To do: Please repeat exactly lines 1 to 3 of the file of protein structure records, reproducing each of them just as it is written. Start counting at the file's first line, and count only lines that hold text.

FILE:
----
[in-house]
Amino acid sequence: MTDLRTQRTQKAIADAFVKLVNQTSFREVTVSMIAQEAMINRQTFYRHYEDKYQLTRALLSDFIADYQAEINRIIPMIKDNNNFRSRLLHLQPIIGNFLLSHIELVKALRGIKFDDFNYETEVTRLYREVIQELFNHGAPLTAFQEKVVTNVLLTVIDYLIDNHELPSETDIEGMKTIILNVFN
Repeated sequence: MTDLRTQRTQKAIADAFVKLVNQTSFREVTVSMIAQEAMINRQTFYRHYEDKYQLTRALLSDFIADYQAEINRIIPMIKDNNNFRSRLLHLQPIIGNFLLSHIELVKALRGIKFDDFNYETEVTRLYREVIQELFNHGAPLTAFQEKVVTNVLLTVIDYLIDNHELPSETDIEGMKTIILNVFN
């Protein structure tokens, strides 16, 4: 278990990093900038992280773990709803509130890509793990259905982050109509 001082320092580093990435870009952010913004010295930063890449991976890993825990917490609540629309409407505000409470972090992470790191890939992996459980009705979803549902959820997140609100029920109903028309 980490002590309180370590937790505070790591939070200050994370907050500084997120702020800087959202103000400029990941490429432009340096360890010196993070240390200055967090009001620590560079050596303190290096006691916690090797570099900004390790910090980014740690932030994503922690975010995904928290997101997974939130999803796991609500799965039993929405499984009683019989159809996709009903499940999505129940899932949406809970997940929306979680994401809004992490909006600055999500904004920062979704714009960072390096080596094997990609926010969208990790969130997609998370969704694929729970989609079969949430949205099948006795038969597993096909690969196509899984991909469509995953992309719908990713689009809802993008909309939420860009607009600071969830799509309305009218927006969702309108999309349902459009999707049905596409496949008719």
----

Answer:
[in-house]
Amino acid sequence: MTDLRTQRTQKAIADAFVKLVNQTSFREVTVSMIAQEAMINRQTFYRHYEDKYQLTRALLSDFIADYQAEINRIIPMIKDNNNFRSRLLHLQPIIGNFLLSHIELVKALRGIKFDDFNYETEVTRLYREVIQELFNHGAPLTAFQEKVVTNVLLTVIDYLIDNHELPSETDIEGMKTIILNVFN
Repeated sequence: MTDLRTQRTQKAIADAFVKLVNQTSFREVTVSMIAQEAMINRQTFYRHYEDKYQLTRALLSDFIADYQAEINRIIPMIKDNNNFRSRLLHLQPIIGNFLLSHIELVKALRGIKFDDFNYETEVTRLYREVIQELFNHGAPLTAFQEKVVTNVLLTVIDYLIDNHELPSETDIEGMKTIILNVFN